The stem cells find their way into your bone marrow where they will start making new blood cells.

You will see the trial team and have some tests before you start treatment. The tests include:

  • Physical examination
  • Blood tests
  • Chest X-ray
  • Lung function tests
  • Heart trace (ECG)
  • Heart ultrasound (echocardiogram) or MUGA scan
  • Bone marrow test When you have your treatment, you will be in hospital for about 4 to 6 weeks. As you will be at a high risk of infection, you will be in your own room. This is called being in isolation. You have another bone marrow test a month after your transplant.

When you go home, you have to go back to the hospital for regular blood tests. This is likely to be 2 or 3 times a week to begin with. You may have to go back into hospital for a few days at some point.

After a transplant, you will see the doctors and have blood tests At least once a week for the first 3 months At least once a month for the rest of the first year The trial doctors will follow your progress closely for at least 2 years.

The main side effect of the treatment you have just before the transplant is a drop in the number of blood cells, causing an increased risk of infection, tiredness and breathing problems.

We have more information about fludarabine, cyclophosphamide, busulfan and melphalan in our cancer drugs section.

It takes longer for blood cells to start growing again after a transplant of cord blood than after other types of stem cell transplant. Even when your blood count gets back to normal, your immune system may take up to 2 years to recover fully.

Unfortunately, this treatment can affect your ability to have children (your fertility). Men taking part will be offered the option to store sperm (sperm banking) before starting treatment. Preserving fertility for women is more complicated and it is important that women talk to their doctors about this before starting treatment.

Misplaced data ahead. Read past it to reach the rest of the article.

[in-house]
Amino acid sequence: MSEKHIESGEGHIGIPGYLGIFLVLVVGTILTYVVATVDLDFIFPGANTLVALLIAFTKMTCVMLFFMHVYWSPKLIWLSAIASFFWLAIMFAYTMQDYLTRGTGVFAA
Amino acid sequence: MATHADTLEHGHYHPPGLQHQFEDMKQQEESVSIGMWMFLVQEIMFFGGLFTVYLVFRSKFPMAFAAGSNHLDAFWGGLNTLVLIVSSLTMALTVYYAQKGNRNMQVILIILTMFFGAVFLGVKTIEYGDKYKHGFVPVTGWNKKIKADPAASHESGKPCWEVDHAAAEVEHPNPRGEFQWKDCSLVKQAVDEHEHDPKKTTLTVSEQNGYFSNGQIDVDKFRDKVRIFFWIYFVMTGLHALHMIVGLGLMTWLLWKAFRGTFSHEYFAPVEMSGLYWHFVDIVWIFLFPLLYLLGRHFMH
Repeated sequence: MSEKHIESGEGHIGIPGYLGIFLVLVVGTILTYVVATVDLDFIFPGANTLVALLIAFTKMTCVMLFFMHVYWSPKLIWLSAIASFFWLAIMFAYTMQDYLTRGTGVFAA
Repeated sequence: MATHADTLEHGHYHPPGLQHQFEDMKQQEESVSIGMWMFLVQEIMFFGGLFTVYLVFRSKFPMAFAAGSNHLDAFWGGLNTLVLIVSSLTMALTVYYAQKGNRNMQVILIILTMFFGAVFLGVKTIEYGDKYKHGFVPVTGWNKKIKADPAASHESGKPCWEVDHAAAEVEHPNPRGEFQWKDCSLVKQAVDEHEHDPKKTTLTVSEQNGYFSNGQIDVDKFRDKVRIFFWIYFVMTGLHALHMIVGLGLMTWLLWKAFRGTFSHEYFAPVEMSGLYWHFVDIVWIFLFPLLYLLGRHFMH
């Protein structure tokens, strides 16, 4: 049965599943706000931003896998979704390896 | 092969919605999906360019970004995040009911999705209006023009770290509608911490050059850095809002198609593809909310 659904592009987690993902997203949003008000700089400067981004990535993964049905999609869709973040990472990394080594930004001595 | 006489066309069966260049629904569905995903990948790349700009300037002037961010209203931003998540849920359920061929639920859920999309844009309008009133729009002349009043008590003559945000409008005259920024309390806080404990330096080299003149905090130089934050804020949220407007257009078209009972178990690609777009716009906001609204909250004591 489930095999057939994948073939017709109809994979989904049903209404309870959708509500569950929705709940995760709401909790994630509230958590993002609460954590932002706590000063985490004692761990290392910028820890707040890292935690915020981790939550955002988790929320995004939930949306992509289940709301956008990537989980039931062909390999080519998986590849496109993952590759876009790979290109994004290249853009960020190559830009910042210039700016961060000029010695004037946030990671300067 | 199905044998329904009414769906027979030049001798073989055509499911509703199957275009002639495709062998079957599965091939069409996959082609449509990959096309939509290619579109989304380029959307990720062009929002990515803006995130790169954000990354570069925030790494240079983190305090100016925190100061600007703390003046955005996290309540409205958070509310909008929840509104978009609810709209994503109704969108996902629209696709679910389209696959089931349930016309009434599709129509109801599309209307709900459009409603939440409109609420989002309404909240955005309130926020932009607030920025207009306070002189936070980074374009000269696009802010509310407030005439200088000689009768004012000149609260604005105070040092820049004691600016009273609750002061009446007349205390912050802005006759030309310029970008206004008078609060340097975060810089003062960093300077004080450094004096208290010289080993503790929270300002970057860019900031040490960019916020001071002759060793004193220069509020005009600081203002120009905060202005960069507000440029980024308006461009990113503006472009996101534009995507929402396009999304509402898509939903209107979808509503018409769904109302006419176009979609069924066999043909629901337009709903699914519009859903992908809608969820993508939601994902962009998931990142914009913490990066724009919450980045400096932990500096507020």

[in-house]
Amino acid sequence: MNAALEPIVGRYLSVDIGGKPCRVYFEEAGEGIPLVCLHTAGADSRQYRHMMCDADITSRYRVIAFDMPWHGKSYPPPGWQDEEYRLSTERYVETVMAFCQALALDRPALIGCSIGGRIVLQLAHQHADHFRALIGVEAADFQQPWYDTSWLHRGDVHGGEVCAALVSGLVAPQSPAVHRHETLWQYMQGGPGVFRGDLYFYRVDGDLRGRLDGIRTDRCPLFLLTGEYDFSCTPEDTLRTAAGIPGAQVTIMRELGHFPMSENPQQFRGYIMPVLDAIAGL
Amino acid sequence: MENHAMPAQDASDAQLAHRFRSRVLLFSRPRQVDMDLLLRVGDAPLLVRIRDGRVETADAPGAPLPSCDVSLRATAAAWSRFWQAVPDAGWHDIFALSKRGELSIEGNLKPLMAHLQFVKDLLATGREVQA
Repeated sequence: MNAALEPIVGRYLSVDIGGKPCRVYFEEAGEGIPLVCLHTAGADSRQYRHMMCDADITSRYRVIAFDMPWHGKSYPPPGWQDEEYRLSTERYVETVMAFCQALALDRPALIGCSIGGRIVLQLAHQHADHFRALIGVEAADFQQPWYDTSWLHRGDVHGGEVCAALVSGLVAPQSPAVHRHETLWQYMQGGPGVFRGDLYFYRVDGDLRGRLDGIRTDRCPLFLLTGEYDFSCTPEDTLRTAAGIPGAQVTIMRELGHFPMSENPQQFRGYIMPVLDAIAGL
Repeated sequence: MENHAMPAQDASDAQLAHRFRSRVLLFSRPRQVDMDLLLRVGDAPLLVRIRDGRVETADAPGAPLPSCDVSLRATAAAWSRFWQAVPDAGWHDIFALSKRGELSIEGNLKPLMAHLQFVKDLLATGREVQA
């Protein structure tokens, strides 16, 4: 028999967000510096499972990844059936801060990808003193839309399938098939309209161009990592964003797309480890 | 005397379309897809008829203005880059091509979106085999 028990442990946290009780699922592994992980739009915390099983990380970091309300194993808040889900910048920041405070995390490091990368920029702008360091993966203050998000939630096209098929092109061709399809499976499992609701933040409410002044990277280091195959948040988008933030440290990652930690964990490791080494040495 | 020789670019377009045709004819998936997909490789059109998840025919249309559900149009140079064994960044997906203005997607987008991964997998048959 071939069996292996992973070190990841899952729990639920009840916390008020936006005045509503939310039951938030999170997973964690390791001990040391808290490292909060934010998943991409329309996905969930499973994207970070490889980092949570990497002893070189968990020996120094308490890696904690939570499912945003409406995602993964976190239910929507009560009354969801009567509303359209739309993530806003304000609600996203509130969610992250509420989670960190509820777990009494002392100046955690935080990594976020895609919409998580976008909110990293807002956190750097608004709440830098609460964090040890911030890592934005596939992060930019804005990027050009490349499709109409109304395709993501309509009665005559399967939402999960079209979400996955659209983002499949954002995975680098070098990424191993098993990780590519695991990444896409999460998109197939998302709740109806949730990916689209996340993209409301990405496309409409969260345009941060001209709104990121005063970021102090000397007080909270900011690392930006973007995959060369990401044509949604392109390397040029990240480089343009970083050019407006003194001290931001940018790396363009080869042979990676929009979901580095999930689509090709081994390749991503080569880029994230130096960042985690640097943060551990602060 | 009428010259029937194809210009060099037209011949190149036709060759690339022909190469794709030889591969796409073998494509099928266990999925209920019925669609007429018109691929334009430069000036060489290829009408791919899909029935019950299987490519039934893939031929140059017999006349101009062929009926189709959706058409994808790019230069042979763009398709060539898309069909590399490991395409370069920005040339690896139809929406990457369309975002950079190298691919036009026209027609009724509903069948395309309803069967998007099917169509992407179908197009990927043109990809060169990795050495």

After any type of bone marrow or stem cell transplant, there is a risk of graft versus host disease (GVHD). This happens when the new stem cells attack your body tissue. It mainly affects your skin, gut and liver.

Rarely, the new stem cells fail to start working. This is more common with cord blood transplants than with other bone marrow transplants. And even if your transplant is successful, there is a risk your disease may come back. Because of these risks, your doctors will monitor you very closely after your transplant.

Study Type  ICMJE Interventional
Study Phase  ICMJE Phase 2
Study Design  ICMJE Allocation: Non-Randomized
Intervention Model: Single Group Assignment
Masking: None (Open Label)
Primary Purpose: Treatment
Condition  ICMJE
  • Leukaemia
  • Lymphoma
  • Other Haematological Diseases
Intervention  ICMJE
  • Other: Umbilical Cord Blood Transplant
  • Drug: Cyclophosphamide
  • Radiation: Total body irradiation
  • Drug: Busulfan
  • Drug: Melphalan
  • Drug: Fludarabine
Study Arms  ICMJE
  • Experimental: Fludarabine + Cyclophosphamide + TBI

    Patients aged 2-45 years (excluding AML, JMML and MDS patients aged <16 years) will receive an umbilical cord blood transplant using a myeloablative conditioning regimen comprising:

    Fludarabine 25mg/m^2/day day -8 to -6 (total 75mg/m^2) Cyclophosphamide 60mg/kg day -7 and -6 (total 120mg/kg) Total body irradiation 13 - 14.4Gy in 6-8 fractions

    Interventions:
    • Other: Umbilical Cord Blood Transplant
    • Drug: Cyclophosphamide
    • Radiation: Total body irradiation
    • Drug: Fludarabine
  • Experimental: Busulfan + Cyclophosphamide + Melphalan